• Shark Research Program: Excellent site from the Florida Museum of Natural History, featuring news on shark research and conservation; lots of stuff on the International Shark Attack File, but I much prefer the material on the biology of the Megamouth Shark and - especially - Shark News, a very informative newsletter specializing in shark conservation.

  • SharkTrips: Most exciting world shark expeditions listing & testimonials.

  • Shark Trust: Terrific page from thus U.K.-based shark research, education, and conservation organization; excellent illustrated profiles of many eastern North Atlantic/Mediterranean shark species.

  • SHARK-L Archives: Searchable archive of discussion on SHARK-L, a listserver dedicated to the interests of shark enthusiasts founded by Fiona Webster and presently refereed by Richard Krumm; lot's of fluffy banter, but also some surprisingly solid, useful material on many aspects of shark biology, behavior, and conservation - including numerous postings by Ian Fergusson, Richard Ellis, and even me.

  • Sharkman's World: A nice site from Alex "The Sharkman" Buttigieg, who was instrumental in encouraging his island country, Malta, to declare the White Shark, Basking Shark, and Manta Ray protected species in its territorial waters. This site is not heavily scientific, but it exudes honest enthusiasm for learning and urgency for the cause of shark conservation and Alex deserves to be supported in his goals.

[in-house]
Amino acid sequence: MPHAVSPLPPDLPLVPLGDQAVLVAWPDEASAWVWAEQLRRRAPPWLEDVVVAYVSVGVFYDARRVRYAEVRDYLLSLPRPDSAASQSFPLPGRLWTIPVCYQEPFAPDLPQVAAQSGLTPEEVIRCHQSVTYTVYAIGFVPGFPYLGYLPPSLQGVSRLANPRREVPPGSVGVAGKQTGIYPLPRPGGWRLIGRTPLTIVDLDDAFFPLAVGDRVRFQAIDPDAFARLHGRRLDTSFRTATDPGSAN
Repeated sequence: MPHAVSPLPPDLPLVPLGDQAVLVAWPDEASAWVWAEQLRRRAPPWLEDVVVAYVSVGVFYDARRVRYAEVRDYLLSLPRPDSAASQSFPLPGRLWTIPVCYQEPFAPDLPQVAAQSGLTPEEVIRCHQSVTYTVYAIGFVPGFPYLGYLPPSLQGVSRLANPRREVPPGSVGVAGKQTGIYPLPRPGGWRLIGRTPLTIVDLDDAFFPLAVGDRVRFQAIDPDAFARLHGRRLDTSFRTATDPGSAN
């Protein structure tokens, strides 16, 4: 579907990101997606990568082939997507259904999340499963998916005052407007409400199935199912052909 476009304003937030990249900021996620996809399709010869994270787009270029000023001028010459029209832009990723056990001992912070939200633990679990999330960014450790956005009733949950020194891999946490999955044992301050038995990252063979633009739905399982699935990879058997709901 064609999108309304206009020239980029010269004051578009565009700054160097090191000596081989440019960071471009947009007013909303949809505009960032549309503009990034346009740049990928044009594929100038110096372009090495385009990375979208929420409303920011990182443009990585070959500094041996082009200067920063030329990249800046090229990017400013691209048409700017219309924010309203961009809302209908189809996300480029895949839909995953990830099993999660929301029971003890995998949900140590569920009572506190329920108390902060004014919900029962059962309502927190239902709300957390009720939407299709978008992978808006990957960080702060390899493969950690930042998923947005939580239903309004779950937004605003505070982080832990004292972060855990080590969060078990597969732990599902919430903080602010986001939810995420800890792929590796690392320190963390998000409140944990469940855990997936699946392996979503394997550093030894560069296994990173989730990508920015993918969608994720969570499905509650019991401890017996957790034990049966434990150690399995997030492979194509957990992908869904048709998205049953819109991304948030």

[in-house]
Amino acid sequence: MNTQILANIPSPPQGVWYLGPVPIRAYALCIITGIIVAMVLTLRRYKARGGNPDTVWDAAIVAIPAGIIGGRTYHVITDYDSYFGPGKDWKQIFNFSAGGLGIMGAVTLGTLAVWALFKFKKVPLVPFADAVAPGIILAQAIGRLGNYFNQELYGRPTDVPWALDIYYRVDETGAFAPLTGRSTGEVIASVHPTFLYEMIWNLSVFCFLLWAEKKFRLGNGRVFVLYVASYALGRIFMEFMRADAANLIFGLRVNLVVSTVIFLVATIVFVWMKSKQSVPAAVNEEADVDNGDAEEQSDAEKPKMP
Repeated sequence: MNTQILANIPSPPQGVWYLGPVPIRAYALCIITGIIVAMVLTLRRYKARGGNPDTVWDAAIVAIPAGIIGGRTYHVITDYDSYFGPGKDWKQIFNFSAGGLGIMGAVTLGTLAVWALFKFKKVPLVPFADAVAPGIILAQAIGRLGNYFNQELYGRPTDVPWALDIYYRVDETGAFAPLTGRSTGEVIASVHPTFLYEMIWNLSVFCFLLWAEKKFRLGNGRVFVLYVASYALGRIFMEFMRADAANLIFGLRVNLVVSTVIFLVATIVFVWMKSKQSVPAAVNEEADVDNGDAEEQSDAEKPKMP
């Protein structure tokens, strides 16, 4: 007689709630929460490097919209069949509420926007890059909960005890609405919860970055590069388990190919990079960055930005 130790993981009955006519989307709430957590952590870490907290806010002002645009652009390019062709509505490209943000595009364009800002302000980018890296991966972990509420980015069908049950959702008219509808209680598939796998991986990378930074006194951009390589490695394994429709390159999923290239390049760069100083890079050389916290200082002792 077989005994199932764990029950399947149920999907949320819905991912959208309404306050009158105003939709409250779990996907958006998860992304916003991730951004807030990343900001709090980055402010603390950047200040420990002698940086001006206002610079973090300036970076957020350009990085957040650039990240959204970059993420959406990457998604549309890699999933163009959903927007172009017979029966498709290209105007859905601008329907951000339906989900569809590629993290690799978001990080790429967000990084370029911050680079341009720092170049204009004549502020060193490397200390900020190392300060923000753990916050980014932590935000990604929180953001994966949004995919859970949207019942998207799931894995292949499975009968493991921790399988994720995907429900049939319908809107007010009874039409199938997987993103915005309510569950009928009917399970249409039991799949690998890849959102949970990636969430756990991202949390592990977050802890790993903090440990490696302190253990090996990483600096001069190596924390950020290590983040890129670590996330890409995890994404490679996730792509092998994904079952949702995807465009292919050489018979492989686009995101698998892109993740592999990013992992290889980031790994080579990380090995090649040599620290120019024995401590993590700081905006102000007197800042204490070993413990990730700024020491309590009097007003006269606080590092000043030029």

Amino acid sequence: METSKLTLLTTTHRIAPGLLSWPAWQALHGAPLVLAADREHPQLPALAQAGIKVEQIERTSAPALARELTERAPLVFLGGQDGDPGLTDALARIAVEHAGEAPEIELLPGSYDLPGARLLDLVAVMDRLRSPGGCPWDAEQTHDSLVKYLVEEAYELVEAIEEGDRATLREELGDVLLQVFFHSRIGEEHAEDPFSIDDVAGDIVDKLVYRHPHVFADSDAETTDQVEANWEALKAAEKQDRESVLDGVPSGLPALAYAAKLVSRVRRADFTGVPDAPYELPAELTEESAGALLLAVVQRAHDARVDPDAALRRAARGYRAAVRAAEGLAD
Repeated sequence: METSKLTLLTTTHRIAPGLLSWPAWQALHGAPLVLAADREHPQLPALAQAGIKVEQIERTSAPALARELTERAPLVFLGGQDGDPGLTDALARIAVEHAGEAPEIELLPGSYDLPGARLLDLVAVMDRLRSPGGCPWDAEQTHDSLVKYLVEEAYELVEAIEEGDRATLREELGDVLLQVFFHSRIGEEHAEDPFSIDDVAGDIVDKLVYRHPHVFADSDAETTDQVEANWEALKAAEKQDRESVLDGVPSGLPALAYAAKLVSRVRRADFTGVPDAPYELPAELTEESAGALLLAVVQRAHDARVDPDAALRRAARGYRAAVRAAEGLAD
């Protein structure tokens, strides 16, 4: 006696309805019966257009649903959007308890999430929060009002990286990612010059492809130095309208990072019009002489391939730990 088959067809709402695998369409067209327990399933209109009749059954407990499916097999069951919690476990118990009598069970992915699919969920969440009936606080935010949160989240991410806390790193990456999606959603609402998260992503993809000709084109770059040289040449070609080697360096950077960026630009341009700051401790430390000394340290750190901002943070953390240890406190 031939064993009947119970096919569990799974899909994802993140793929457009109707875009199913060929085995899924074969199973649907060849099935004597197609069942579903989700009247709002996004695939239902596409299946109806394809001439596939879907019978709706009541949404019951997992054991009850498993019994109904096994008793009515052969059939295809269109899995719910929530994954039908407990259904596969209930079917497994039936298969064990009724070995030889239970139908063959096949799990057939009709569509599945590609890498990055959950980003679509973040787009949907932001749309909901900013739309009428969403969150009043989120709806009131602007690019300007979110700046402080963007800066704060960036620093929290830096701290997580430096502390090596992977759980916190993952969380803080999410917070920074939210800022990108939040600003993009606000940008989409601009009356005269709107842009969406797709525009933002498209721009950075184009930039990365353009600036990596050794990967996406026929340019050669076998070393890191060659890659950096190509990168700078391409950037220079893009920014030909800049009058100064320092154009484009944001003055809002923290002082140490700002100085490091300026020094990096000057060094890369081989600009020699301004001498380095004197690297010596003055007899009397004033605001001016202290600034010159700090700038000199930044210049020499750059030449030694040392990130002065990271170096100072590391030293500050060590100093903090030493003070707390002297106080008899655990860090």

• Sherman's Lagoon: Hilarious site from cartoonist and Sherman's Lagoon creator, Jim Toomey. Using a cartoon Great White named Sherman and a host of his quirky lagoon friends, Toomey combines gentle wit with sharp parody to comment on the peculiar nature of "hairless beach apes".

  • Sharks on Film: Fun site dedicated to the best and worst in shark flicks. Each film is reviewed in terms of shark attacks, shark performance, and shark death scenes.

  • Tobey's Travels: Nice little website by marine biology student Tobey Curtis, featuring photos from his various (mostly shark-related) travels, including him at work on various sharks of Delaware and California waters as well as some neat images of White Sharks scavenging a Humpback Whale carcass off California.

  • Tricas Lab: Interesting page by Tim Tricas, featuring a comprehensive bibliography of scientific papers resulting from research carried out at his lab (with a heavy emphasis on electroreception in skates and rays); also includes a hilarious collection of Larson-esque shark and ray cartoons.

  • Underwater Video Services: Commercial page by freelance South African underwater cinematographer Charles Maxwell; includes brief notes on and some terrific images of White and Tiger Sharks as well as an interesting photo story about diving with Spotted Ragged-Tooth Sharks.

  • Whale Shark Bibliography: Very useful searchable, annotated bibliography on the Whale Shark by Fay Wolfson and Guiseppe Notarbartolo-di-Sciara, up to 1980.

  • White Shark Trust for Research & Conservation: Non-profit organisation to promote and conduct research, education and conservation projects on the endangered Great White Shark.

  • Wildlife OnLine: Terrific site by English naturalist Marc Baldwin that includes not only excellent material on sharks and rays, but also a fine introduction to taxonomy, an incisive exploration of the ethics of hunting, and detailed profiles of all manner of British mammals, from bats and foxes to deer and badgers; the site also includes many excellent photographs and illustrations by the multi-talented Baldwin.